Widespread use of the internet, together with easy ability to copy, upload, and download computer images, have facilitated reproduction and circulation of materials deemed to be pornographic. Child pornography cases pose special technical and legal challenges. These challenges arise because the government's evidence is often based on internet communications and computer searches. Effective defense requires the necessary computer expertise to test the reliability of the government's evidence. The child pornography defense lawyer must be able to examine the government's investigative methods and challenge its legal deficiencies. The case outcome can often depend on these steps.
Penalties for “child porn” approach those of armed robbery, kidnapping, and even murder. Persons convicted of child pornography, whether under New Jersey or federal law, are subject to “Megan's Law.” This requires that they register with the police, with community notification. They must reregister periodically, or when they change their address. Another consequence of conviction is to be placed on parole supervision for life.Child Pornography: New Jersey Provisions
Child pornography is occasionally referred to as “child porn,” or “kiddie porn.” New Jersey laws relating to child pornography are contained in that section of the Code of Criminal Justice relating to endangering the welfare of a minor. These New Jersey laws are collected in N.J.S. 2C:24-4b. Preliminarily, New Jersey defines “child” to mean any person under age sixteen.
New Jersey makes it a second degree crime to cause or allow a child to be photographed or filmed in a prohibited sexual act. “Prohibited sexual act” is defined to include sexual intercourse, anal intercourse, masturbation, bestiality, sadism, masochism, fellatio, and cunnilingus. It additionally includes nudity when depicted for the purpose of sexual stimulation or gratification of any person who may view it. When the person doing the causing or allowing is the parent of the child, the activity is elevated to a first degree crime. The photographing is itself a second degree crime. Distributing such photography, or receiving it for purposes of distribution, is also a second degree crime. Possessing the photography, or viewing it, is a fourth degree crime.Child Pornography: Federal Provisions
Federal criminal statutes also prohibit activities of this nature. Three principal statutes are 18 U.S.C. §1466A, 18 U.S.C. §2251, and 18 U.S.C. §2252.
18 U.S.C. §1466A prohibits production, distribution, receipt, or possession with intent to distribute any visual depiction of a minor engaging in sexually explicit conduct and is obscene. Types of conduct encompassed in this statute include graphic bestiality, sadistic or masochistic abuse, and sexual intercourse, including genital-genital, oral-genital, anal-genital, and anal-oral intercourse. Visual depictions include drawings, sculptures, paintings, and cartoons. Excluded, however, are such materials when those materials have “serious literary, artistic, political, or scientific value.” Interestingly, Title 18 of the United States Code never defines who is a “minor”. Only one published decision discusses that issue. That decision specifies that “minor” means anyone who has not yet reached the age of eighteen. Note that to obtain a conviction, the government is not required to prove that the minor depicted actually exists.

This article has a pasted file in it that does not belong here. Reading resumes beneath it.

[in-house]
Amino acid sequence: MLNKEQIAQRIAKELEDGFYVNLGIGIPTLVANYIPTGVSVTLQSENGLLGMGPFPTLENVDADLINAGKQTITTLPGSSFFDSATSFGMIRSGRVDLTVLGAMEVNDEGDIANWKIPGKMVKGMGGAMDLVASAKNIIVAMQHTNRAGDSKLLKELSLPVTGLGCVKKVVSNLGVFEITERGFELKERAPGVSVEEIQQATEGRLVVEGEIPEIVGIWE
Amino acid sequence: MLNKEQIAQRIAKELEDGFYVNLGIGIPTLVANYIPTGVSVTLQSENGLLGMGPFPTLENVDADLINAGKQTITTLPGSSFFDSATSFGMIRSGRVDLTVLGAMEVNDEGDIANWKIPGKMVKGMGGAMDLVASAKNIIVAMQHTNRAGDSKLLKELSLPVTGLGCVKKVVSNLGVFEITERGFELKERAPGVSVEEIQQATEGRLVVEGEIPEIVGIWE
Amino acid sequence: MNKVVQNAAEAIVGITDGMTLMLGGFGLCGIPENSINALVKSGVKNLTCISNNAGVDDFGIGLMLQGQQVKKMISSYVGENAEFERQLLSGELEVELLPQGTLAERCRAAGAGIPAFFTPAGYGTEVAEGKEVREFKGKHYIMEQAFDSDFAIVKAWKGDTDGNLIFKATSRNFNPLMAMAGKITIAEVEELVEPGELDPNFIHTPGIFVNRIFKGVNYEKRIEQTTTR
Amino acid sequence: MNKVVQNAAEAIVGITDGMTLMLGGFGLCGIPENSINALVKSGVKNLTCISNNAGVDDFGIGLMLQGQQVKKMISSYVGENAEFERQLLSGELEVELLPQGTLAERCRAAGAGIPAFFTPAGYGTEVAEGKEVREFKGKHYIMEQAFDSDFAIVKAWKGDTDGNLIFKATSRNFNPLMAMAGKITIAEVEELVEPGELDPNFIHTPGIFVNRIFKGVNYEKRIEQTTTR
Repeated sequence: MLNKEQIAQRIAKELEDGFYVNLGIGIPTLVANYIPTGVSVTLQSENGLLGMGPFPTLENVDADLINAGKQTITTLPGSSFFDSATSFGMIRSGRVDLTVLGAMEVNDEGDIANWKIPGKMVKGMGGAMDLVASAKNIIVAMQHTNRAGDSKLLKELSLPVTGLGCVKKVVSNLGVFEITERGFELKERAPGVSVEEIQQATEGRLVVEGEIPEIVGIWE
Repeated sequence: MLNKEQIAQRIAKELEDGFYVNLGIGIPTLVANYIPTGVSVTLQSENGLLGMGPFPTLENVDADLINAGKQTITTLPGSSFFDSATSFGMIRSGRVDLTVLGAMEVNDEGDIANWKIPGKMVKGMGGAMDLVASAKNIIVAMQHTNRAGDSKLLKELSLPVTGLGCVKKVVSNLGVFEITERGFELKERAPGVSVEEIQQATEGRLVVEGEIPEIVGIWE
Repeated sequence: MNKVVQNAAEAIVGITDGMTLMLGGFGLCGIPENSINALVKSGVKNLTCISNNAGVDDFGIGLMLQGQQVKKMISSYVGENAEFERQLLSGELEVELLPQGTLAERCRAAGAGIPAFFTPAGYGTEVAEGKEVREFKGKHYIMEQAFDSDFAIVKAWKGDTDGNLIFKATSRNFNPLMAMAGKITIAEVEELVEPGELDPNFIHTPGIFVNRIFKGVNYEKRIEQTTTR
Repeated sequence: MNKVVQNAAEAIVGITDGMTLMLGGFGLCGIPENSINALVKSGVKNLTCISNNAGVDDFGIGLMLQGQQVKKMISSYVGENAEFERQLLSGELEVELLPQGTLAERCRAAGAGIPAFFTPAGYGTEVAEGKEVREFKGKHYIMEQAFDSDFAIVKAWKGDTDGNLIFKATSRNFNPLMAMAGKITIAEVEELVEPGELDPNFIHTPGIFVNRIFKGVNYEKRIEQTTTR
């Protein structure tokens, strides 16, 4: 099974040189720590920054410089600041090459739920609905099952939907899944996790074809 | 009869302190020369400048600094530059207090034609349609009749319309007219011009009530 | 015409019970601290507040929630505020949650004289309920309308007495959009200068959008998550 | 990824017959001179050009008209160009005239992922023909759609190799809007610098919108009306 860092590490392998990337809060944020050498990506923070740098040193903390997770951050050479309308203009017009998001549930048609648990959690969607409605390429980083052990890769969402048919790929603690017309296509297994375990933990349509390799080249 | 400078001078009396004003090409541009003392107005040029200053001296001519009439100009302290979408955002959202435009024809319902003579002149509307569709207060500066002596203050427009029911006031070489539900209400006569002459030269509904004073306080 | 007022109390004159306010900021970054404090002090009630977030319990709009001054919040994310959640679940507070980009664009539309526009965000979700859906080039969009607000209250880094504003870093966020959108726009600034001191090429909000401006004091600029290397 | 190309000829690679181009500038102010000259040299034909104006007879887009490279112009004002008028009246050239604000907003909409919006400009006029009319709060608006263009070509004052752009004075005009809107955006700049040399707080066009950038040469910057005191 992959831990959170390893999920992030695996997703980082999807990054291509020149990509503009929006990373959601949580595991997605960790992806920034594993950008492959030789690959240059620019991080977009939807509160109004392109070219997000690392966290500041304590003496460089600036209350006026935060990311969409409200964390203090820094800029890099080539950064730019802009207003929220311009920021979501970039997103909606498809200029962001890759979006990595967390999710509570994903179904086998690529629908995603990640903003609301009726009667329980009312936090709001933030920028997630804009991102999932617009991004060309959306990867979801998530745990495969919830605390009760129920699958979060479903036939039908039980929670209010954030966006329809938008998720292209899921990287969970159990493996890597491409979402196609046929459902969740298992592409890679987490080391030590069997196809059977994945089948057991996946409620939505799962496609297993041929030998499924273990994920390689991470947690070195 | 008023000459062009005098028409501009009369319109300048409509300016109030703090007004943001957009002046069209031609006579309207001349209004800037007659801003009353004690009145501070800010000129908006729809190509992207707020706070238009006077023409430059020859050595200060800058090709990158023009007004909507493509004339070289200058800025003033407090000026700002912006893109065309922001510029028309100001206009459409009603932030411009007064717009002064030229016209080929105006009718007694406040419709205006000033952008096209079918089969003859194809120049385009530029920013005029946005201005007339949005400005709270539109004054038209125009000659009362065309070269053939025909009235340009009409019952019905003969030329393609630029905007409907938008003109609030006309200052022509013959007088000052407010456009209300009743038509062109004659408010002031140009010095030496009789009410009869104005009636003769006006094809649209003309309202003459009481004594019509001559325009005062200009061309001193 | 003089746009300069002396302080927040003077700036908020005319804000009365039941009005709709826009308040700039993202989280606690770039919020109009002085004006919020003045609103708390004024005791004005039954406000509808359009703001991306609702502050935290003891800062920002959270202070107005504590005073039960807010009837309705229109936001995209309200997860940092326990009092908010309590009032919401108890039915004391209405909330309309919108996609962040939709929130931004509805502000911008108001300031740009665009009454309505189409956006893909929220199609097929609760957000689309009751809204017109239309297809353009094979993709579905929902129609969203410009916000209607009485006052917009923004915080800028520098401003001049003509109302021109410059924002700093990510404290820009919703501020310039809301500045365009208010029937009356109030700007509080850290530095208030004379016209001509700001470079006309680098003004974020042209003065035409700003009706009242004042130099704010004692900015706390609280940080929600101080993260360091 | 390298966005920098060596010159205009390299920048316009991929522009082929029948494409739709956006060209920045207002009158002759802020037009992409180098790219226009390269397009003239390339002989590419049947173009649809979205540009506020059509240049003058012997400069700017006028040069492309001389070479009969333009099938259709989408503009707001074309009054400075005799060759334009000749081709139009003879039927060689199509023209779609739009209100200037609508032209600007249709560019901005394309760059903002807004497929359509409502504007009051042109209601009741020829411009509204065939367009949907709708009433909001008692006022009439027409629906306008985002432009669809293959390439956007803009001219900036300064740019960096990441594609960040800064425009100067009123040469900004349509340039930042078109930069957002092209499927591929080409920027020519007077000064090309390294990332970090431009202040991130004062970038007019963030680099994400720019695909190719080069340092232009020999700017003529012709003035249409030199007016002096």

The activities just specified are unlawful only when one or more associated conditions exist. These associated conditions are that a communication involved in or in furtherance of the activity occurs through the mail, or in interstate or foreign commerce; or that the offense occurs within the special maritime and territorial jurisdiction of the United States, or in any territory or possession of the United States.
18 U.S.C. §2251 prohibits employment of children in connection with production of the visual depictions described above. Verbs used in that section include employ, use, persuade, induce, entice, and coerce. As with 18 U.S.C. §1466A, one or more of the special conditions required there are also required to constitute an 18 U.S.C. §2251 offense. And, as with N.J.S. 2C:24-4b in the New Jersey Code of Criminal Justice, special punishments are specified when the offender is a parent, guardian, or other person with legal responsibility for the minor. And 18 U.S.C. §2252 criminalizes distribution, transportation, receipt, possession, or access with intent to view the materials described above.Child Pornography: Criminal Defense Lawyers in New Jersey™
The descriptions above are highly abstracted summaries of the statutes described. The statutes themselves contain complexities upon complexities. Sentence structure is convoluted. Special discovery rules exist that apply to no other type of criminal charge in New Jersey and, for that matter, in no other type of New Jersey case. Persons lacking legal training cannot begin to appreciate what is involved in handling charges arising from these statutes.
Criminal Lawyers in New Jersey have over sixty-five years of combined experience defending charges of this nature. They appear both in New Jersey and federal courts. Allan Marain was a systems and applications programmer for over ten years. Mr. Epting, as a staff attorney for the Office of the Public Defender, has successfully handled numerous sex-related matters. Both are available to provide a no-charge no-obligation initial conference for persons faced with criminal charges of this nature.
Whether with them or someone else, it is vital that persons facing charges of this nature speak with an experienced New Jersey or federal criminal defense lawyer as soon as they learn that charges are contemplated, or may exist. They should speak with an experienced criminal defense lawyer before speaking with the police, or with anyone else. Their entire future may depend on it.